When it comes to student loan debt collection, the Department of Education (ED) leaves it to outside contractors to do the dirty work of dunning borrowers. In the process, student loan advocates say, ED is taking a laissez-faire approach to the supervision of those debt collectors which has led them to discriminate against minority borrowers.
Last week the American Civil Liberties Union and the National Consumer Law Center filed a Freedom of Information Act (FOIA) lawsuit in federal District Court in Boston, charging ED with failing to fully disclose critical information related to the Department’s oversight of the private companies collecting on federal student loans.
“Given the draconian nature of the government’s tools for collecting defaulted student loans, it is vital that those tools are not wielded in a racially discriminatory way,” said Persis Yu, director of National Consumer Law Center’s Student Loan Borrower Assistance Project.
In papers filed in federal court, the ACLU and the NCLC noted that it has been nearly a year since the groups submitted a FOIA request seeking data related to those agency debt collection practices and any policies for measuring the impact on borrowers of color. Court papers stated that "[w]hile PCAs (private collection agencies) are supposed to counsel borrower's circumstances, ED's commission structure provides incentives to steer borrowers toward programs that garner the highest commissions for the PCA. This creates a conflict of interest."
The NCLC pointed to numerous studies showing racial disparities in student debt, but ED's office of Federal Student Aid says it has no protocols for examining collections practices by race. The material that ED has disclosed on private collection agencies are heavily redacted materials, which the NCLC claims prevents any meaningful understanding of current agency policies.
“The Department of Education is acting like it has something to hide," said Rachel Goodman, staff attorney with the ACLU’s Racial Justice Program. "The public has a right to know how a taxpayer-funded agency handles debt collection to ensure it is done in a fair and nondiscriminatory way.”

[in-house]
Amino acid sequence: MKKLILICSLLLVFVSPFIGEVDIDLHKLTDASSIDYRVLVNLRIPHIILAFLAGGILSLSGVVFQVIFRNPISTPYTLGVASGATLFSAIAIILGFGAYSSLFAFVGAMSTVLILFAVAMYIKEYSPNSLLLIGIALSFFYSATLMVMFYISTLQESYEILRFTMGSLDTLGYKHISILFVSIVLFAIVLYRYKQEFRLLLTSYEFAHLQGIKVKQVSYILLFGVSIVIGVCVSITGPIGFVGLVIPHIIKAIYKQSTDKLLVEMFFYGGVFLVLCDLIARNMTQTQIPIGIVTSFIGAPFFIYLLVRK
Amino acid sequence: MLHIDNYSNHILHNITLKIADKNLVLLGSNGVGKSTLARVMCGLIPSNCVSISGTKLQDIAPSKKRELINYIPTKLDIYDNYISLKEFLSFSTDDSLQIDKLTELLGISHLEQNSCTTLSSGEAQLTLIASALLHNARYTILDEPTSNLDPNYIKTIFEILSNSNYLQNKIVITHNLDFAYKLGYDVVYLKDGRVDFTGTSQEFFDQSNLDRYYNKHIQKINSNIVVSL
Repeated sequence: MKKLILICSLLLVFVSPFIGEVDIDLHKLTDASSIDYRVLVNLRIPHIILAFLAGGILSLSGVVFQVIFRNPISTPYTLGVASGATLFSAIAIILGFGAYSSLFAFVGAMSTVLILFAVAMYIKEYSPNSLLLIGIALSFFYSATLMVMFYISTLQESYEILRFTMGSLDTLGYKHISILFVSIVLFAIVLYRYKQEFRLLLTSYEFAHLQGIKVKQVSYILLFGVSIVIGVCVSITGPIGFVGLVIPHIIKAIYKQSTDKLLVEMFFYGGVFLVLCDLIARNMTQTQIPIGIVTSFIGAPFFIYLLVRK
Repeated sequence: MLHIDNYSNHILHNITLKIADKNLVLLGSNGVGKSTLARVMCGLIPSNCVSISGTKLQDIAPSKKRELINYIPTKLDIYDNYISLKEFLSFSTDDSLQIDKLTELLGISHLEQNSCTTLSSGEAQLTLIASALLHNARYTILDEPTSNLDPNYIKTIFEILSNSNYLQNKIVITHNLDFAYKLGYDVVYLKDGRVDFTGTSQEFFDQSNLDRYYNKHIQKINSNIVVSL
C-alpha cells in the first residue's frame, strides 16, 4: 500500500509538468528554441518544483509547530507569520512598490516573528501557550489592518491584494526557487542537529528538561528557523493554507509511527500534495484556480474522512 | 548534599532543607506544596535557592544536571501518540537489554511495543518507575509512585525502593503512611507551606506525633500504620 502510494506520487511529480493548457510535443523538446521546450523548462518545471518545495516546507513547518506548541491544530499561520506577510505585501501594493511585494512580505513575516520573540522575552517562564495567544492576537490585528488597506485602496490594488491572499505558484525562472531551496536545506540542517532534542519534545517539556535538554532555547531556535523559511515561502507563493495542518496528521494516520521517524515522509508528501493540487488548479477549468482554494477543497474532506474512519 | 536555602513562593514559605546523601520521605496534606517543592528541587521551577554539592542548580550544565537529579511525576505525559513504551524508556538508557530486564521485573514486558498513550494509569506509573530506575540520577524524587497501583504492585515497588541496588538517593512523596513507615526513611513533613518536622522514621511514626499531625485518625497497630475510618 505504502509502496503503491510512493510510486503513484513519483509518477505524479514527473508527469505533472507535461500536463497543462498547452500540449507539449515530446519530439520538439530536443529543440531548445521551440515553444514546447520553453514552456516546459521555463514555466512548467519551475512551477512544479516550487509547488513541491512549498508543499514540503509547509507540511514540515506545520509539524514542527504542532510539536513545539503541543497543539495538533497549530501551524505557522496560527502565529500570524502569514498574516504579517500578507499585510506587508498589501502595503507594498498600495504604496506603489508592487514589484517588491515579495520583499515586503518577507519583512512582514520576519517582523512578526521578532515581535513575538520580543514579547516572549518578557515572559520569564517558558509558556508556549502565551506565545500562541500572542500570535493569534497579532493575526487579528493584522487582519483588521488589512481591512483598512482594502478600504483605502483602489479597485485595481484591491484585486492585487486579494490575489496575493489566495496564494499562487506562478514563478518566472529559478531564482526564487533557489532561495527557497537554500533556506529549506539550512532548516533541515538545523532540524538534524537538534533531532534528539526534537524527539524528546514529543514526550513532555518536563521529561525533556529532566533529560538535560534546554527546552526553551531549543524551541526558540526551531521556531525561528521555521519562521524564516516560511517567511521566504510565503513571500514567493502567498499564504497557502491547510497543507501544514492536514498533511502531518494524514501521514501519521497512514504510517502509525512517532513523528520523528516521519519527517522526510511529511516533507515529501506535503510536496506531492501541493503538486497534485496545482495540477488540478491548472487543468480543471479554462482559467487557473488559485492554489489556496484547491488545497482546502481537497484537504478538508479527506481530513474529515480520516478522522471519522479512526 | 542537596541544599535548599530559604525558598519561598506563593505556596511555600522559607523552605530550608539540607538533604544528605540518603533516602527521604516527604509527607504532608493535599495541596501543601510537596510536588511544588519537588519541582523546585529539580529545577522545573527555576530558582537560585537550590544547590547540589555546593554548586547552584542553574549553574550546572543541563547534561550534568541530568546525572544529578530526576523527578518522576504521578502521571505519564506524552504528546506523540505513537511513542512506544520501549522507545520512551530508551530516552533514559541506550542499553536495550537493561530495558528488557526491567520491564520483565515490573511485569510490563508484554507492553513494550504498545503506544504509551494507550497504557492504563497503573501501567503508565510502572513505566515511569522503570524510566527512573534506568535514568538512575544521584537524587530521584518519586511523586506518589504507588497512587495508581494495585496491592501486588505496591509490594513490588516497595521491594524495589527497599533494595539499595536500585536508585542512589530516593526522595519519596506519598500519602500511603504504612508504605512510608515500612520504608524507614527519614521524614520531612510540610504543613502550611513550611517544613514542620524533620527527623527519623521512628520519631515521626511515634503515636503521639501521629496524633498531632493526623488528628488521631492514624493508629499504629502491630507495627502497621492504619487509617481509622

“If taxpayer dollars are being handed over to private debt collectors, we need to know about their practices too," Goodman added. "We expect transparency.”
Student debt burdens about 42 million Americans, up from 29 million in 2008, but it hits communities of color especially hard. Black and Latino adults are nearly twice as likely as their white counterparts to have student debt. Minority students are more likely to rely on student loans and, the ACLU and the NCLC assert, are more likely to be disproportionately impacted by private debt collectors’ questionable tactics.
Debt collectors hired by ED have long been lightning rods for criticism--with a good deal of it focused on ED's lack of oversight for these companies who are essentially government contractors. In February 2015, ED closed the contracts of five of its debt collector contractors, including Coast Professional; National Recovery Systems; Pioneer Credit Recovery, owned by Navient, formerly called Sallie Mae, the Newark, Del. student loan originator and servicer; and West Asset Management. Late last year, ED restored the contracts of Coast Professional and National Recovery Systems.
“We are reviewing the FOIA request sent by these organizations to determine if more information can be provided on this topic," said ED press secretary Dorie Nolt. "The singular goal of our student loan program is to help all students get a degree that sets them up for success, and we take the treatment of our borrowers – particularly historically underserved students – very seriously.” Nolt did not identify potential problems or remedies.